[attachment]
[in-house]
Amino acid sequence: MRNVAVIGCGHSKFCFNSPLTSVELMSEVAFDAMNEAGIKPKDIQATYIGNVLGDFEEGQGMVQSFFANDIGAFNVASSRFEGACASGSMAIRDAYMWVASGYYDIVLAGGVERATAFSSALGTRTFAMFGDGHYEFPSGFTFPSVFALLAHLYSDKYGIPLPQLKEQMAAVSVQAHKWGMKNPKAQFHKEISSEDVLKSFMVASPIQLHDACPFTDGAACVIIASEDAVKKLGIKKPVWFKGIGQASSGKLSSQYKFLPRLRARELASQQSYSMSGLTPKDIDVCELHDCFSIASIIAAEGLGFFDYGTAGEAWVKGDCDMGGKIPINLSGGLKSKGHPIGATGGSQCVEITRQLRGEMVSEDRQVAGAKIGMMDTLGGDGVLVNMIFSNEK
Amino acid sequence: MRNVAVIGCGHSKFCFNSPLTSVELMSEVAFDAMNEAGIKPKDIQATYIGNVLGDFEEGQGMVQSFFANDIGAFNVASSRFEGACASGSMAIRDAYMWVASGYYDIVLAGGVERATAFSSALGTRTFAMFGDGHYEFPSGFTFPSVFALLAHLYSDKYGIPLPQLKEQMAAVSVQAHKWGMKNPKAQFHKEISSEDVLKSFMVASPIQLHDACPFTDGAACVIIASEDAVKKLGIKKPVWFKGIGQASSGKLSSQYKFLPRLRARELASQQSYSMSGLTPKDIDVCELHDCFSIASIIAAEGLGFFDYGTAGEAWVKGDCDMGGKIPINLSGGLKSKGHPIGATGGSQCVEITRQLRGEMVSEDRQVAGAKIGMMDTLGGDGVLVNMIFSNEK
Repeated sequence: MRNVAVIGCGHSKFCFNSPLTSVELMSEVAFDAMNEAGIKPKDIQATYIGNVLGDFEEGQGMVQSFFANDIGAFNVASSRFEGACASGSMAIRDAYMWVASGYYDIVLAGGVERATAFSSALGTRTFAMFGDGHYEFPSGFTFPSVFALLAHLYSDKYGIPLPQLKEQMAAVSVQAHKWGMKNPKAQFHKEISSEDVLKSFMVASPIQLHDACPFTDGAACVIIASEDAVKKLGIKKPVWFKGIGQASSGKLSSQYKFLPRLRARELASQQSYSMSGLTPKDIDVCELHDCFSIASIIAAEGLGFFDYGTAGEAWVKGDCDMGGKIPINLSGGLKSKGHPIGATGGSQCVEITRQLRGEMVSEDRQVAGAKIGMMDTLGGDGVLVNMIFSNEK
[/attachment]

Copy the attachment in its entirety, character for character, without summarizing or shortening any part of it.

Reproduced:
[in-house]
Amino acid sequence: MRNVAVIGCGHSKFCFNSPLTSVELMSEVAFDAMNEAGIKPKDIQATYIGNVLGDFEEGQGMVQSFFANDIGAFNVASSRFEGACASGSMAIRDAYMWVASGYYDIVLAGGVERATAFSSALGTRTFAMFGDGHYEFPSGFTFPSVFALLAHLYSDKYGIPLPQLKEQMAAVSVQAHKWGMKNPKAQFHKEISSEDVLKSFMVASPIQLHDACPFTDGAACVIIASEDAVKKLGIKKPVWFKGIGQASSGKLSSQYKFLPRLRARELASQQSYSMSGLTPKDIDVCELHDCFSIASIIAAEGLGFFDYGTAGEAWVKGDCDMGGKIPINLSGGLKSKGHPIGATGGSQCVEITRQLRGEMVSEDRQVAGAKIGMMDTLGGDGVLVNMIFSNEK
Amino acid sequence: MRNVAVIGCGHSKFCFNSPLTSVELMSEVAFDAMNEAGIKPKDIQATYIGNVLGDFEEGQGMVQSFFANDIGAFNVASSRFEGACASGSMAIRDAYMWVASGYYDIVLAGGVERATAFSSALGTRTFAMFGDGHYEFPSGFTFPSVFALLAHLYSDKYGIPLPQLKEQMAAVSVQAHKWGMKNPKAQFHKEISSEDVLKSFMVASPIQLHDACPFTDGAACVIIASEDAVKKLGIKKPVWFKGIGQASSGKLSSQYKFLPRLRARELASQQSYSMSGLTPKDIDVCELHDCFSIASIIAAEGLGFFDYGTAGEAWVKGDCDMGGKIPINLSGGLKSKGHPIGATGGSQCVEITRQLRGEMVSEDRQVAGAKIGMMDTLGGDGVLVNMIFSNEK
Repeated sequence: MRNVAVIGCGHSKFCFNSPLTSVELMSEVAFDAMNEAGIKPKDIQATYIGNVLGDFEEGQGMVQSFFANDIGAFNVASSRFEGACASGSMAIRDAYMWVASGYYDIVLAGGVERATAFSSALGTRTFAMFGDGHYEFPSGFTFPSVFALLAHLYSDKYGIPLPQLKEQMAAVSVQAHKWGMKNPKAQFHKEISSEDVLKSFMVASPIQLHDACPFTDGAACVIIASEDAVKKLGIKKPVWFKGIGQASSGKLSSQYKFLPRLRARELASQQSYSMSGLTPKDIDVCELHDCFSIASIIAAEGLGFFDYGTAGEAWVKGDCDMGGKIPINLSGGLKSKGHPIGATGGSQCVEITRQLRGEMVSEDRQVAGAKIGMMDTLGGDGVLVNMIFSNEK